Smoking in underserved communities nearly twice national rate, study finds

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People living in “underserved communities” are more likely to be smokers, according to a new study. Photo by StockSnap/Pixabay

Smoking is nearly twice as common in “underserved communities” in the United States as it is in wealthier areas, a study published by the journal CANCER found.

This increased rate of tobacco use in poorer areas is linked with higher prevalence of mental health conditions and substance use disorders in these communities, the researchers said.

The findings indicate residents of these communities may be at higher risk for cigarette use and nicotine addiction and could therefore gain significant benefits from tobacco prevention and cessation programs, according to the researchers.

“Our study underscores the importance of understanding the association and increased risk of mental health conditions and substance use disorders among adults from underserved communities who smoke,” study co-author Sue C. Lin said in a press release.

Policymakers also need to take steps to address “socioeconomic risk factors [for smoking] to achieve better health outcomes,” said Lin, a researcher with the U.S. Department of Health and Human Services’ Health Resources and Services Administration.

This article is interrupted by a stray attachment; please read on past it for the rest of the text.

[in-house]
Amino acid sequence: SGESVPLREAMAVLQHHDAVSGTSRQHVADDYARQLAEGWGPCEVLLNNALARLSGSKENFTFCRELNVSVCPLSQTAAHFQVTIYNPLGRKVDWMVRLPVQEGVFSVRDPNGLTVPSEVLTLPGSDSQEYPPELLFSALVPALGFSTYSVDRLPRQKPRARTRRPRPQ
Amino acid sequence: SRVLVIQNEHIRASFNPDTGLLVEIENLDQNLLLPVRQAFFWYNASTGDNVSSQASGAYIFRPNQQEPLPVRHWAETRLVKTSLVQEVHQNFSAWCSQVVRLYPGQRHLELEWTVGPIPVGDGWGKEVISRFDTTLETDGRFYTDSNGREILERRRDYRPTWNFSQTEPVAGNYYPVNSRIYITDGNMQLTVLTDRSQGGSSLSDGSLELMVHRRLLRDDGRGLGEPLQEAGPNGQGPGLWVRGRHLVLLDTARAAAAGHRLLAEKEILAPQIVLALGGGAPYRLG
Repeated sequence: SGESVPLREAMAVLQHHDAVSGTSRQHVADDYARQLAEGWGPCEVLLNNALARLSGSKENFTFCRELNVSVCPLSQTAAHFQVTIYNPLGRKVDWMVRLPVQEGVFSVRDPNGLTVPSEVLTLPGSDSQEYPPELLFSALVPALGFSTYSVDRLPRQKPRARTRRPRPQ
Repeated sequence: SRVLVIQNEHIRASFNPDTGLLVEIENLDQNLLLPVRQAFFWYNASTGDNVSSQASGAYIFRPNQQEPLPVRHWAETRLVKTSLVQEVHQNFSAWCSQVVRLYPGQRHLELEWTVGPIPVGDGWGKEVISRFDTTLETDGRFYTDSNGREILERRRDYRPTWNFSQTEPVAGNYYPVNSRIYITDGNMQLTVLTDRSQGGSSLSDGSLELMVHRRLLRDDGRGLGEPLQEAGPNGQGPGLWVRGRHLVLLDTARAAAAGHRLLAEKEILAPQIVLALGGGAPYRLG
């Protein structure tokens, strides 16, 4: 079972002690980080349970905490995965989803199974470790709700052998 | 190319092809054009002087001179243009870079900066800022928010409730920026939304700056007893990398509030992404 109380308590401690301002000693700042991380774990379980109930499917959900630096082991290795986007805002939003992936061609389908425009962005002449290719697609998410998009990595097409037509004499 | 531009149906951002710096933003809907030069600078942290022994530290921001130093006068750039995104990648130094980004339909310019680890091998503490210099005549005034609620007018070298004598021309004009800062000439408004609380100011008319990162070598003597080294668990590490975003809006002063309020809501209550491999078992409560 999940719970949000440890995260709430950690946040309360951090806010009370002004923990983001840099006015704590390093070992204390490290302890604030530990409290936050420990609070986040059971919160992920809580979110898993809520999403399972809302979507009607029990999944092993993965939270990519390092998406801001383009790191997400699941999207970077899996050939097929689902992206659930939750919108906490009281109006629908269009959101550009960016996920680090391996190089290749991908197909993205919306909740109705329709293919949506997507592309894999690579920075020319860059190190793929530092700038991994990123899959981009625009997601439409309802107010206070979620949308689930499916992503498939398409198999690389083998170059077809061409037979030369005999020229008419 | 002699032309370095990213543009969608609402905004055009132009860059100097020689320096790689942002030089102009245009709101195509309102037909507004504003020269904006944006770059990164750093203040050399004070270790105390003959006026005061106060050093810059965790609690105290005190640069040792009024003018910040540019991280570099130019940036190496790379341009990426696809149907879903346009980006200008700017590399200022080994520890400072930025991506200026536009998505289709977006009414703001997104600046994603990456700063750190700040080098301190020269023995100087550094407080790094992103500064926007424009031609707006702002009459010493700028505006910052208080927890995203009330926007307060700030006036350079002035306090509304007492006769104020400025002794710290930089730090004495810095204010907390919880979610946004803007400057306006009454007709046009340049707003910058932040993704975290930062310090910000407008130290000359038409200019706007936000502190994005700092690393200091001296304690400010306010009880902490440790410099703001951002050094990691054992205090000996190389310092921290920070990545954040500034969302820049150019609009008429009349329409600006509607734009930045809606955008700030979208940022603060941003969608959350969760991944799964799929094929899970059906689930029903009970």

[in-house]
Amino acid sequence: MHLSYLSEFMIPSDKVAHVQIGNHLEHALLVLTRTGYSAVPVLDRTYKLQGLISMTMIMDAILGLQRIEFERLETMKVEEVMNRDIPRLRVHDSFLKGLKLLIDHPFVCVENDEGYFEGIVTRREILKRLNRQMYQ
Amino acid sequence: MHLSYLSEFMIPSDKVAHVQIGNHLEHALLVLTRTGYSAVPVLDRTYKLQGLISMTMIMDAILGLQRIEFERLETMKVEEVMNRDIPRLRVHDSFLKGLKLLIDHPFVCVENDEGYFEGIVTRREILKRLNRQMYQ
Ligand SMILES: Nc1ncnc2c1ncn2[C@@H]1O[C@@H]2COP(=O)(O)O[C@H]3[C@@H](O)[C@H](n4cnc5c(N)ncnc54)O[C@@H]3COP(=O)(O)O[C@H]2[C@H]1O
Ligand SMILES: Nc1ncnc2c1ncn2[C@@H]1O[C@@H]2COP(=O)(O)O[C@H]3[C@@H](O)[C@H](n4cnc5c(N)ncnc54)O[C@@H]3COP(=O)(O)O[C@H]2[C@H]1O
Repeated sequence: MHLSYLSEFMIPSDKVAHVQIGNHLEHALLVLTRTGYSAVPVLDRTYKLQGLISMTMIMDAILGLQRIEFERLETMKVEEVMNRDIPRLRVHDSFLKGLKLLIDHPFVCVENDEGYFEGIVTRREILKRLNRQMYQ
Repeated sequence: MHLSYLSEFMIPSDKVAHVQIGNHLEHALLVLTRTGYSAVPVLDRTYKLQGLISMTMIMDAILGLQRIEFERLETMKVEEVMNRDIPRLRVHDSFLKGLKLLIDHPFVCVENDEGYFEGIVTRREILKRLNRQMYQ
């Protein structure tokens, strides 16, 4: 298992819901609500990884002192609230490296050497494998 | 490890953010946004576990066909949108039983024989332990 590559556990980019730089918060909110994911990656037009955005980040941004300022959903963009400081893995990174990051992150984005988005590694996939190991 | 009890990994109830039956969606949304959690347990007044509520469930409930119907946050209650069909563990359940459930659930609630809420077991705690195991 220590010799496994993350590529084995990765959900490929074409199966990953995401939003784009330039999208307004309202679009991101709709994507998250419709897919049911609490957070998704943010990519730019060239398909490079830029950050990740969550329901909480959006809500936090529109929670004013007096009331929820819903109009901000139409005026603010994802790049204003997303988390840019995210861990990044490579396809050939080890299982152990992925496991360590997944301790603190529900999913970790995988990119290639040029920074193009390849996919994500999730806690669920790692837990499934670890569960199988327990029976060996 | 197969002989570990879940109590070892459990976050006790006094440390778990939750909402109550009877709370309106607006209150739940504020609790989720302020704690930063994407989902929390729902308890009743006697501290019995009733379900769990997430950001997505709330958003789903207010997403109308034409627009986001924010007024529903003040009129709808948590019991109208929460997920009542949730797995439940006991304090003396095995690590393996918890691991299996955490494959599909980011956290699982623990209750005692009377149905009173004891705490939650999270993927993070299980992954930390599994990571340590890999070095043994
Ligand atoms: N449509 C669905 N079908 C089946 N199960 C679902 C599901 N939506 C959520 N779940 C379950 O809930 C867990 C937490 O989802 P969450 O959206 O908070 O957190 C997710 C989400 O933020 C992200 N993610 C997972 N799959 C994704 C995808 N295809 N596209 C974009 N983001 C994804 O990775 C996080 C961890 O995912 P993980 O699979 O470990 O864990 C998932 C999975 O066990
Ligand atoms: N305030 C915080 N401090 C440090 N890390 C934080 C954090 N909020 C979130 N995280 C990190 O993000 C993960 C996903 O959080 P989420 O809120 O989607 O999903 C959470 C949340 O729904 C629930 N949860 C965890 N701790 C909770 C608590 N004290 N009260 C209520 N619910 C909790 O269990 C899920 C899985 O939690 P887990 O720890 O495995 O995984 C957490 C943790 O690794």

For this study, Lin and her colleagues analyzed results from the 2014 Health Center Patient Survey, a national questionnaire designed to assess the quality of healthcare people in the United States receive and their satisfaction with it.

First, they estimated the prevalence of smoking among adults from underserved communities — or those with high levels of poverty and reduced access to healthcare and educational services — who received primary care at federally qualified health centers, they said.

These centers serve individuals and families from underserved communities including people experiencing homelessness, migrant farm workers and residents of public housing, the researchers said.

The team also examined associations between smoking with mental health conditions and substance use disorders, they said.

Among adults from underserved communities, 28% reported smoking, or about double the national average of 14%, the data showed.

Of those who currently smoked, 59% had depression and 45% had anxiety, the researchers said.

Black adults in the U.S. who smoked were more than twice as likely to have substance use disorders as non-smoking Black adults, according to the researchers.

People living at or below 100% of the federal poverty level also had a two-fold higher risk for having a mental health condition, while those who are unemployed had a three-fold higher risk for substance use disorders, the researchers said.

“The study highlights the significance of tailored smoking cessation treatments for individuals from underserved communities that will support cancer prevention care,” Lin said.

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